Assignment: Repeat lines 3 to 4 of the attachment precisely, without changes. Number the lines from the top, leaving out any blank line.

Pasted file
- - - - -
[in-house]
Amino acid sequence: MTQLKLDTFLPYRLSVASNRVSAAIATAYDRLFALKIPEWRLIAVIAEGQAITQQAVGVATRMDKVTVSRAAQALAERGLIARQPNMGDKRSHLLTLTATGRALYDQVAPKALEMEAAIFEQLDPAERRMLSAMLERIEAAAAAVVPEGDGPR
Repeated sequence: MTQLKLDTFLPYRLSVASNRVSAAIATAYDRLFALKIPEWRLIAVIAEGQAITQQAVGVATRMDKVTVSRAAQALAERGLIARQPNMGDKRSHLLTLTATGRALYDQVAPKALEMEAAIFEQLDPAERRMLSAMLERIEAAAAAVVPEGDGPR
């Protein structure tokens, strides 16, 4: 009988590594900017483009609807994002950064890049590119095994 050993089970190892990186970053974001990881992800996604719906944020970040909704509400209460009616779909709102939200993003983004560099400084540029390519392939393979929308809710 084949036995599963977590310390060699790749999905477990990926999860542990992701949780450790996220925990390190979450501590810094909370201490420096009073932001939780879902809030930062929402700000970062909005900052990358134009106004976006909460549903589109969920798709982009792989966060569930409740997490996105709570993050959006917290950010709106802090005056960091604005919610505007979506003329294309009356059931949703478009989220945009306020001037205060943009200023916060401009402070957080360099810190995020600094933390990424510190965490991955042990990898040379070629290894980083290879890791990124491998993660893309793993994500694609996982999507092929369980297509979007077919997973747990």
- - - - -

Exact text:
Repeated sequence: MTQLKLDTFLPYRLSVASNRVSAAIATAYDRLFALKIPEWRLIAVIAEGQAITQQAVGVATRMDKVTVSRAAQALAERGLIARQPNMGDKRSHLLTLTATGRALYDQVAPKALEMEAAIFEQLDPAERRMLSAMLERIEAAAAAVVPEGDGPR
């Protein structure tokens, strides 16, 4: 009988590594900017483009609807994002950064890049590119095994 050993089970190892990186970053974001990881992800996604719906944020970040909704509400209460009616779909709102939200993003983004560099400084540029390519392939393979929308809710 084949036995599963977590310390060699790749999905477990990926999860542990992701949780450790996220925990390190979450501590810094909370201490420096009073932001939780879902809030930062929402700000970062909005900052990358134009106004976006909460549903589109969920798709982009792989966060569930409740997490996105709570993050959006917290950010709106802090005056960091604005919610505007979506003329294309009356059931949703478009989220945009306020001037205060943009200023916060401009402070957080360099810190995020600094933390990424510190965490991955042990990898040379070629290894980083290879890791990124491998993660893309793993994500694609996982999507092929369980297509979007077919997973747990």